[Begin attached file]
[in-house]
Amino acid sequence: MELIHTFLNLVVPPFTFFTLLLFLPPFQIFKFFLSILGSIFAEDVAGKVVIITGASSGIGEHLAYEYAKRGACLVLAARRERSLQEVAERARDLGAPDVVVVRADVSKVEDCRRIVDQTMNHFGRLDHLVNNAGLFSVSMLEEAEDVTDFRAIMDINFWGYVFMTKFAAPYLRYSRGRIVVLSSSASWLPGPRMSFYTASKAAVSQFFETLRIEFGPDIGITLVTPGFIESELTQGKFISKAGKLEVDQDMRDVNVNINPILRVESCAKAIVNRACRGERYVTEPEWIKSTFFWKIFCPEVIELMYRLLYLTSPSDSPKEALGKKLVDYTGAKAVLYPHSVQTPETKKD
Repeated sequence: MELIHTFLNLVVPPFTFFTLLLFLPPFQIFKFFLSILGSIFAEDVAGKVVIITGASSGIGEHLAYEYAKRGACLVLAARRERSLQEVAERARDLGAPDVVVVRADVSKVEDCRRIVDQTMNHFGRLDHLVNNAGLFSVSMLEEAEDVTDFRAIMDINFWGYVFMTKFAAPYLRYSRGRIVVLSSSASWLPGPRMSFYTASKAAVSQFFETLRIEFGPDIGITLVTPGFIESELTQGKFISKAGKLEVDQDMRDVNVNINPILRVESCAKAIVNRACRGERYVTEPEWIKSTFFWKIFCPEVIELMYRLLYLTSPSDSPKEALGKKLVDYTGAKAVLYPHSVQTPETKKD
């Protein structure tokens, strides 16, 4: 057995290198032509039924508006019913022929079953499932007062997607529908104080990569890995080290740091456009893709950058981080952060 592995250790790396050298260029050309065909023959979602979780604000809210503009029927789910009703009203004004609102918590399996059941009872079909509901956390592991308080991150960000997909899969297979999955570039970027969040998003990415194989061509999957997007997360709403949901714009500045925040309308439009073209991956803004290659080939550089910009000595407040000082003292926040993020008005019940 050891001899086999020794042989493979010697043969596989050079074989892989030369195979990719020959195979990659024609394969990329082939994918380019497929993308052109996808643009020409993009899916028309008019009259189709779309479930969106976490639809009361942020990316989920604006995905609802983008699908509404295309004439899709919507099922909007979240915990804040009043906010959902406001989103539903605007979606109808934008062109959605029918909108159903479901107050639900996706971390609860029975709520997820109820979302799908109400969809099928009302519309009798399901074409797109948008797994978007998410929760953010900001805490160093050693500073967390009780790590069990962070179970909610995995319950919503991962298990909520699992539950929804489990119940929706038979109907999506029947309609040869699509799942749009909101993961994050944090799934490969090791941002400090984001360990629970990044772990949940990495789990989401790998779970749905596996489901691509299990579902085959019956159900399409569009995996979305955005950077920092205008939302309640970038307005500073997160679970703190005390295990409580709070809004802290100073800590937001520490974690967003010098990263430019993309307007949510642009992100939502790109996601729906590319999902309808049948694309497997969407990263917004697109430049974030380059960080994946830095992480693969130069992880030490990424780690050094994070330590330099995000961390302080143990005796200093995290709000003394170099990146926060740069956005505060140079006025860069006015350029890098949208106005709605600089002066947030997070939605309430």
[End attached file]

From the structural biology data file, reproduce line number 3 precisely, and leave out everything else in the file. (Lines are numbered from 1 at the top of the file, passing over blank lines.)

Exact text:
Repeated sequence: MELIHTFLNLVVPPFTFFTLLLFLPPFQIFKFFLSILGSIFAEDVAGKVVIITGASSGIGEHLAYEYAKRGACLVLAARRERSLQEVAERARDLGAPDVVVVRADVSKVEDCRRIVDQTMNHFGRLDHLVNNAGLFSVSMLEEAEDVTDFRAIMDINFWGYVFMTKFAAPYLRYSRGRIVVLSSSASWLPGPRMSFYTASKAAVSQFFETLRIEFGPDIGITLVTPGFIESELTQGKFISKAGKLEVDQDMRDVNVNINPILRVESCAKAIVNRACRGERYVTEPEWIKSTFFWKIFCPEVIELMYRLLYLTSPSDSPKEALGKKLVDYTGAKAVLYPHSVQTPETKKD